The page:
VW Meeting With EPA on Diesel Emissions Ends After an Hourby and
CEO Mueller meets with EPA's McCarthy for about an hour
EPA's Grundler says Volkswagen fix must be `expeditious'
Volkswagen AG Chief Executive Matthias Mueller met with EPA Administrator Gina McCarthy for about an hour Wednesday, as the German carmaker discussed revamped proposals to overcome a diesel emissions-cheating scandal.
Mueller pulled out from the EPA courtyard in a black Audi sedan without commenting on the meeting.
The company issued a short statement acknowledging that Mueller and VW brand chief Herbert Diess had met with McCarthy. “Volkswagen will continue to fully cooperate” with regulators, the company said in a statement.
The EPA, in an e-mail, said "We will continue to work toward a solution.”
The meeting came a day after the California Air Resources Board rejected the company’s initial proposed engine fix. California spurned the automaker’s December recommendation for how to fix 2-liter diesel engines as “incomplete.” EPA said in a statement it agreed with the California regulator’s assessment. VW said it would present a reworked plan at the meeting in Washington.
The EPA is insisting on an “expeditious” fix to bring Volkswagen vehicles into compliance with U.S. emissions standards, Chris Grundler, director of EPA’s office of transportation and air quality, said in Detroit. The agency doesn’t know how long it will take for VW to fix the vehicles, he added.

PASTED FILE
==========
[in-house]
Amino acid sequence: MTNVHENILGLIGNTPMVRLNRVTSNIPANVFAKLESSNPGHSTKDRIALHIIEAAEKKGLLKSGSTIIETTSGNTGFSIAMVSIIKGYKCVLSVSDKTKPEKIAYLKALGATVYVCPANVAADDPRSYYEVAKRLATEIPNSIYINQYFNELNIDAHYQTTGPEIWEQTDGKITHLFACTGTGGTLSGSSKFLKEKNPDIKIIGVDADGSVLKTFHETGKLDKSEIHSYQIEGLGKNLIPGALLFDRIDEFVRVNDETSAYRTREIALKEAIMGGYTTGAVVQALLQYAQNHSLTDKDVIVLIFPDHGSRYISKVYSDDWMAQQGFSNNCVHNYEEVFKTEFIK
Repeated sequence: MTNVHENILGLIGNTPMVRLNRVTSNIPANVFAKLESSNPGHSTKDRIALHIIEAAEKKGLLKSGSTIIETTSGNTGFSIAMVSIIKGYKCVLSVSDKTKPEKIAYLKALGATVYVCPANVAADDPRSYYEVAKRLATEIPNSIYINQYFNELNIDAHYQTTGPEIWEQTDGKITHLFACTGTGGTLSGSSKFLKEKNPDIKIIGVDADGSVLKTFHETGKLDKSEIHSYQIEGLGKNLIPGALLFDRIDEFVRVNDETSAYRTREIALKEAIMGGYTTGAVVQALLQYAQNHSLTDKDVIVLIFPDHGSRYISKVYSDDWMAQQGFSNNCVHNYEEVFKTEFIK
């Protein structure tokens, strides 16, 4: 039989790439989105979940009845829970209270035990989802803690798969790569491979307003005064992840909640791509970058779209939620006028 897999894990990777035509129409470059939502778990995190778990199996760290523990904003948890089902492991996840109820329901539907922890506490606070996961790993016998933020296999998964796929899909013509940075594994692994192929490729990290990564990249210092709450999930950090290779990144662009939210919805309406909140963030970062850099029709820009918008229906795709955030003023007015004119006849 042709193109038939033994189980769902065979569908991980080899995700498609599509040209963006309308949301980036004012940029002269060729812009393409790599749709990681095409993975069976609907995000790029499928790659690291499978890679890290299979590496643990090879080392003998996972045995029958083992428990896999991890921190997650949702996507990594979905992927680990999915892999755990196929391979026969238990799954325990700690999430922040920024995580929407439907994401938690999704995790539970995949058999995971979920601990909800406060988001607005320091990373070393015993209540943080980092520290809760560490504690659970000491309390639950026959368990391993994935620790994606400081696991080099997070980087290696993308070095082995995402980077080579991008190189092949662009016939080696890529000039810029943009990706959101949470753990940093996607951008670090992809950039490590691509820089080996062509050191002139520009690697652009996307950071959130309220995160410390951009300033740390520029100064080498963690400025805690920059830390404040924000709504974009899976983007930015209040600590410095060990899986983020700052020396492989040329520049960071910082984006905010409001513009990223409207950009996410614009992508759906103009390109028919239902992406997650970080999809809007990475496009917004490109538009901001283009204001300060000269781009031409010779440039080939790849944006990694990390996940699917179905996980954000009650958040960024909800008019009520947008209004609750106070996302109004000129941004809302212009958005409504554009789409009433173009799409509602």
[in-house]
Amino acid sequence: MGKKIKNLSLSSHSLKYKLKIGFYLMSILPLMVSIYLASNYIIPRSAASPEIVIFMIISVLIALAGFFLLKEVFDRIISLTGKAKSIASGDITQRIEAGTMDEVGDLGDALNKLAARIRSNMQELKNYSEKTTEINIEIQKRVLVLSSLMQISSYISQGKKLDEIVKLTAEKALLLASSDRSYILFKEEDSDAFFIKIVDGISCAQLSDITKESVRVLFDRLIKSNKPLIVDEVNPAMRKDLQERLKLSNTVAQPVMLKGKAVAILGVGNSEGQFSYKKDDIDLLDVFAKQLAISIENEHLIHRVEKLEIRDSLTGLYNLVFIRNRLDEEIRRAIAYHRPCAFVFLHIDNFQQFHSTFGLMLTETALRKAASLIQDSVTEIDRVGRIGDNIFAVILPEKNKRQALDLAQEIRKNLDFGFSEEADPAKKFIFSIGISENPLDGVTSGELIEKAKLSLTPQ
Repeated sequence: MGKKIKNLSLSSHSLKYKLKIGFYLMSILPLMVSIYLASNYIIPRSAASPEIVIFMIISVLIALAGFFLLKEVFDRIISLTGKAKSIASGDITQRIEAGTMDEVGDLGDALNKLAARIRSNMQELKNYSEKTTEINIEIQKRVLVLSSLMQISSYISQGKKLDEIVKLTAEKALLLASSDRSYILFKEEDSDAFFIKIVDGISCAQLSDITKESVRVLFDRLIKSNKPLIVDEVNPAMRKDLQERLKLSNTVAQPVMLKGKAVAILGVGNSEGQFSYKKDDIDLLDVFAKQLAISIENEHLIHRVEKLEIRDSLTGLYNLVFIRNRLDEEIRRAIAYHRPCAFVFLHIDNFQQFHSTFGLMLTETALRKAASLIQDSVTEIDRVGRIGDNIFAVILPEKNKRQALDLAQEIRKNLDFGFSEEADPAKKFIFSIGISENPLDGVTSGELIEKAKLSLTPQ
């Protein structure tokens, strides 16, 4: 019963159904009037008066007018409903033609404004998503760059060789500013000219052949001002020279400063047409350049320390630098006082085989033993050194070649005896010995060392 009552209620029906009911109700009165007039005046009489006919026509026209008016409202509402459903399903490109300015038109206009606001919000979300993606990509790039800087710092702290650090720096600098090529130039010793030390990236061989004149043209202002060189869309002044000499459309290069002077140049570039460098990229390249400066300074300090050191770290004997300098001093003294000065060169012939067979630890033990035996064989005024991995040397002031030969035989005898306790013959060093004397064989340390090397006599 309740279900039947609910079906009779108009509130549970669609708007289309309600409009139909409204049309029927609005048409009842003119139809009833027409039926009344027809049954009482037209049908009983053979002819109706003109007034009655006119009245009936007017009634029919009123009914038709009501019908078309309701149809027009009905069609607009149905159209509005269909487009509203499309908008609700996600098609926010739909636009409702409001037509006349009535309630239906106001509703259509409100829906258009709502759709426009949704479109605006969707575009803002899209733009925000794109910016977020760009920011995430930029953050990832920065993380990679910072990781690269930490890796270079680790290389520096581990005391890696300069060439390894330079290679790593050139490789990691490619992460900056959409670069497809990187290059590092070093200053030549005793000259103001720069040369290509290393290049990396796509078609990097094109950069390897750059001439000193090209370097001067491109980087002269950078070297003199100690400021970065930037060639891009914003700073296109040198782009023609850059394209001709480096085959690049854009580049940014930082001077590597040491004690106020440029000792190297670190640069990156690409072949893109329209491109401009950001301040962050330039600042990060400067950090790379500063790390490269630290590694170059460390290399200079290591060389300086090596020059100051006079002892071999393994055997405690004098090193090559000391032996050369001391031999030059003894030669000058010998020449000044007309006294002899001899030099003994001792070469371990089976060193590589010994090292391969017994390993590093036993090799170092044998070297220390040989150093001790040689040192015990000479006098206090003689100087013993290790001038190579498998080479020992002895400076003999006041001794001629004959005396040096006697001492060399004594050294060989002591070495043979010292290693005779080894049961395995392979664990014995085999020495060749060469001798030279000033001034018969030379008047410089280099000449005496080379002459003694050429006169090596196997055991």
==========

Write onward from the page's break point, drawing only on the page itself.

“As a rule we don’t talk about ongoing enforcement matters. I can’t get into the details,” Grundler said. “This is a very, very serious matter. We take our responsibility for overseeing emissions very seriously.”
Europe’s largest automaker is in the midst of complex technical talks with the California board and counterparts at the EPA about possible fixes for 480,000 diesel cars. Volkswagen set aside 6.7 billion euros ($7.3 billion) in the third quarter to help pay for the crisis and has acknowledged this won’t be enough.
Representative Tim Murphy, the Pennsylvania Republican who chairs the Energy and Commerce Committee’s investigations subcommittee that is conducting a probe of the VW scandal, said Tuesday that he doesn’t want penalties imposed that would endanger the company.
"We know that Volkswagen is putting together a plan to repurchase vehicles, to offer some compensations, to fix cars, etc.,” Murphy said. “It’s quite a bit. It’s going to be costly for them."
"I don’t think anybody wants to see the elimination of the company," he said. "That’s not our approach."